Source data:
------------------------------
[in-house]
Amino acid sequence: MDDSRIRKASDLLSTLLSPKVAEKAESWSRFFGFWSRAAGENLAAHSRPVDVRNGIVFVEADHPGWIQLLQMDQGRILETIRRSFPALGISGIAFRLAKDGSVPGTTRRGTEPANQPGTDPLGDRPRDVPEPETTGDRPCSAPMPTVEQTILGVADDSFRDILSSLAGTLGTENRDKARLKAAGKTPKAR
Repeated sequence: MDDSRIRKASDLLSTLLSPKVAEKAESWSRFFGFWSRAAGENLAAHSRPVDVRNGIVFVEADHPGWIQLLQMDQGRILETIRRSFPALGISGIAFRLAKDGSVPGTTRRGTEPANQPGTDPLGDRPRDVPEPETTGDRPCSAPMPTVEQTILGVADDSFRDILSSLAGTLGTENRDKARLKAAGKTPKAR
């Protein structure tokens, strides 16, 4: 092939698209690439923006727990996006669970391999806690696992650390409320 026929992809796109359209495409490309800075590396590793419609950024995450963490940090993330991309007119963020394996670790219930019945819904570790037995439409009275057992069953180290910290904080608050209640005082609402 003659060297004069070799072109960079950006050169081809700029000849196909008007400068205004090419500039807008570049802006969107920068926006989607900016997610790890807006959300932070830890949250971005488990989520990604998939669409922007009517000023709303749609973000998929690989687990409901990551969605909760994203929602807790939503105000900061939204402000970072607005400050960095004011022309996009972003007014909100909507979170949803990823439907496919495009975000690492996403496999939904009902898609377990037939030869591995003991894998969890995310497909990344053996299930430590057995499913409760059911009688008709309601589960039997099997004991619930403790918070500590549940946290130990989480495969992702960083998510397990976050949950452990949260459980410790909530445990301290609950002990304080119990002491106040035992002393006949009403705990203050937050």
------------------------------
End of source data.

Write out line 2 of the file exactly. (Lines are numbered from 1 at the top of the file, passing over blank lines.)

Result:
Amino acid sequence: MDDSRIRKASDLLSTLLSPKVAEKAESWSRFFGFWSRAAGENLAAHSRPVDVRNGIVFVEADHPGWIQLLQMDQGRILETIRRSFPALGISGIAFRLAKDGSVPGTTRRGTEPANQPGTDPLGDRPRDVPEPETTGDRPCSAPMPTVEQTILGVADDSFRDILSSLAGTLGTENRDKARLKAAGKTPKAR